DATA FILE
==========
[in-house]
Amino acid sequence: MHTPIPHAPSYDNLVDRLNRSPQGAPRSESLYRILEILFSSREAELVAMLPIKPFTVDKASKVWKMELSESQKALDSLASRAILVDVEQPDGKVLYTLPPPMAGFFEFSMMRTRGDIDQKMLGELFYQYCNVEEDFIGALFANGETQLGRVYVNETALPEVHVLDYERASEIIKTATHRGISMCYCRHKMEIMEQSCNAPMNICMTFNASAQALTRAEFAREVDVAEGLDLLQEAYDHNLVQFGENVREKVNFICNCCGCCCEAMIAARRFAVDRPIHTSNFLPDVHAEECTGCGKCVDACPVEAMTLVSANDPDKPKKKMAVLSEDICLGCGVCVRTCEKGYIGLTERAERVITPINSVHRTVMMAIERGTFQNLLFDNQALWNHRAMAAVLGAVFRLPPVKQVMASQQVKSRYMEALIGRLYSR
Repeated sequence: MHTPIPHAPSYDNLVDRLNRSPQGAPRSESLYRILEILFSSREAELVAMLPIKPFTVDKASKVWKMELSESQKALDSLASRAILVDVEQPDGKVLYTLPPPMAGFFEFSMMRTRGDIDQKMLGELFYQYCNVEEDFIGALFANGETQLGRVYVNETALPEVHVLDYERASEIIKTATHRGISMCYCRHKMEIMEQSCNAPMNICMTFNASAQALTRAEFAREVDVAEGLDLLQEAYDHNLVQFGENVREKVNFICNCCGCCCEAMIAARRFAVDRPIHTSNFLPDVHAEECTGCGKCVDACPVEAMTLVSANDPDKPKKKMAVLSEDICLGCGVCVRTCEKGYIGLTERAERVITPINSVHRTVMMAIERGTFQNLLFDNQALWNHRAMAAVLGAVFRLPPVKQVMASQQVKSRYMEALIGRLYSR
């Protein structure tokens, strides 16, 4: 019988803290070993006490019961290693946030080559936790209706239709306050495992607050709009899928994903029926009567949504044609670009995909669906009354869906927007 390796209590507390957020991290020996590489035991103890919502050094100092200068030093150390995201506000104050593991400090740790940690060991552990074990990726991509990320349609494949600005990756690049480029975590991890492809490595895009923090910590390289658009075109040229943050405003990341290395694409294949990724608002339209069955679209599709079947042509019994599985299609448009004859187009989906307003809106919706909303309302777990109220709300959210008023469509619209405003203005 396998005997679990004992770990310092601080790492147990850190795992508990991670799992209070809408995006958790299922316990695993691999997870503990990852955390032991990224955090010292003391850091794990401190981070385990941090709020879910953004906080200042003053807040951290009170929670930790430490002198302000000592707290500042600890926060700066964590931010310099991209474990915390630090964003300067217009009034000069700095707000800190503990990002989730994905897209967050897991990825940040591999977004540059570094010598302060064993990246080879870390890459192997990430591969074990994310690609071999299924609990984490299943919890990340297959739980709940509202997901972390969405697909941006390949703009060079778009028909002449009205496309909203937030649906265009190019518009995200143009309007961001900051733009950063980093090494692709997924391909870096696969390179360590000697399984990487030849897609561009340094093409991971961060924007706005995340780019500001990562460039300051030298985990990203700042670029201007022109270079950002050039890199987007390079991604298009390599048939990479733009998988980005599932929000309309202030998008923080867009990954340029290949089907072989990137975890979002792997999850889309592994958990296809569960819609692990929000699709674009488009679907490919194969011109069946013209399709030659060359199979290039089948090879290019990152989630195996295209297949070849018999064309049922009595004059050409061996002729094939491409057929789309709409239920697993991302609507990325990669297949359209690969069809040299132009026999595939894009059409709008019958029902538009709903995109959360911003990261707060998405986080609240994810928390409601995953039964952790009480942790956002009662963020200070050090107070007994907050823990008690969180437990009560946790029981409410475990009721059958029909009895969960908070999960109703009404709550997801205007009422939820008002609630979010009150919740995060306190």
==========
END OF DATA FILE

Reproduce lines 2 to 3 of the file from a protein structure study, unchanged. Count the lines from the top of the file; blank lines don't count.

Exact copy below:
Amino acid sequence: MHTPIPHAPSYDNLVDRLNRSPQGAPRSESLYRILEILFSSREAELVAMLPIKPFTVDKASKVWKMELSESQKALDSLASRAILVDVEQPDGKVLYTLPPPMAGFFEFSMMRTRGDIDQKMLGELFYQYCNVEEDFIGALFANGETQLGRVYVNETALPEVHVLDYERASEIIKTATHRGISMCYCRHKMEIMEQSCNAPMNICMTFNASAQALTRAEFAREVDVAEGLDLLQEAYDHNLVQFGENVREKVNFICNCCGCCCEAMIAARRFAVDRPIHTSNFLPDVHAEECTGCGKCVDACPVEAMTLVSANDPDKPKKKMAVLSEDICLGCGVCVRTCEKGYIGLTERAERVITPINSVHRTVMMAIERGTFQNLLFDNQALWNHRAMAAVLGAVFRLPPVKQVMASQQVKSRYMEALIGRLYSR
Repeated sequence: MHTPIPHAPSYDNLVDRLNRSPQGAPRSESLYRILEILFSSREAELVAMLPIKPFTVDKASKVWKMELSESQKALDSLASRAILVDVEQPDGKVLYTLPPPMAGFFEFSMMRTRGDIDQKMLGELFYQYCNVEEDFIGALFANGETQLGRVYVNETALPEVHVLDYERASEIIKTATHRGISMCYCRHKMEIMEQSCNAPMNICMTFNASAQALTRAEFAREVDVAEGLDLLQEAYDHNLVQFGENVREKVNFICNCCGCCCEAMIAARRFAVDRPIHTSNFLPDVHAEECTGCGKCVDACPVEAMTLVSANDPDKPKKKMAVLSEDICLGCGVCVRTCEKGYIGLTERAERVITPINSVHRTVMMAIERGTFQNLLFDNQALWNHRAMAAVLGAVFRLPPVKQVMASQQVKSRYMEALIGRLYSR